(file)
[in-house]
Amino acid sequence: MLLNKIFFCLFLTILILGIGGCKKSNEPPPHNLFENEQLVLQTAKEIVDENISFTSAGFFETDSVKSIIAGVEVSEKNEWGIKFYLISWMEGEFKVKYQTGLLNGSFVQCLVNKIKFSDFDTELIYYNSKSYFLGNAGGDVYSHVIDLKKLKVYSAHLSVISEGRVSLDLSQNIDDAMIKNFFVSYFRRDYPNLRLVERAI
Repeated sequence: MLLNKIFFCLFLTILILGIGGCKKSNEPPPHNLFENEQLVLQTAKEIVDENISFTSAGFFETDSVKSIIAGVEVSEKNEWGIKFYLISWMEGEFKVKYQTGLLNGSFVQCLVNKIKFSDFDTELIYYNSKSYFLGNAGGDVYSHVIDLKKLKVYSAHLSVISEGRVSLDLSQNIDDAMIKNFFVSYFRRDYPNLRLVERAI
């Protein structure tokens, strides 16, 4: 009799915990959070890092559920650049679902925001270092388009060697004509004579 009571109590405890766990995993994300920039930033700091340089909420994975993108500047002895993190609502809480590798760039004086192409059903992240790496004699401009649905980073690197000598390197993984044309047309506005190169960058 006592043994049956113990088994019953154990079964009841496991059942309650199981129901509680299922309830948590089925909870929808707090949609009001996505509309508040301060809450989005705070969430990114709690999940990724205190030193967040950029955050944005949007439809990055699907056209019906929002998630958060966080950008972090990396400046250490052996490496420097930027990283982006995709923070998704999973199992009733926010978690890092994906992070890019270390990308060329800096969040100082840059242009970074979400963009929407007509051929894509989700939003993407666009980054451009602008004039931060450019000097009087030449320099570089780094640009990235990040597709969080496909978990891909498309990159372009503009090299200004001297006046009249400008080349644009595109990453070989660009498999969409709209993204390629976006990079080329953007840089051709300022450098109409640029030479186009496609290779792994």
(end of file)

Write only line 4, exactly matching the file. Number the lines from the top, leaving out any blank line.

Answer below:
């Protein structure tokens, strides 16, 4: 009799915990959070890092559920650049679902925001270092388009060697004509004579 009571109590405890766990995993994300920039930033700091340089909420994975993108500047002895993190609502809480590798760039004086192409059903992240790496004699401009649905980073690197000598390197993984044309047309506005190169960058 006592043994049956113990088994019953154990079964009841496991059942309650199981129901509680299922309830948590089925909870929808707090949609009001996505509309508040301060809450989005705070969430990114709690999940990724205190030193967040950029955050944005949007439809990055699907056209019906929002998630958060966080950008972090990396400046250490052996490496420097930027990283982006995709923070998704999973199992009733926010978690890092994906992070890019270390990308060329800096969040100082840059242009970074979400963009929407007509051929894509989700939003993407666009980054451009602008004039931060450019000097009087030449320099570089780094640009990235990040597709969080496909978990891909498309990159372009503009090299200004001297006046009249400008080349644009595109990453070989660009498999969409709209993204390629976006990079080329953007840089051709300022450098109409640029030479186009496609290779792994």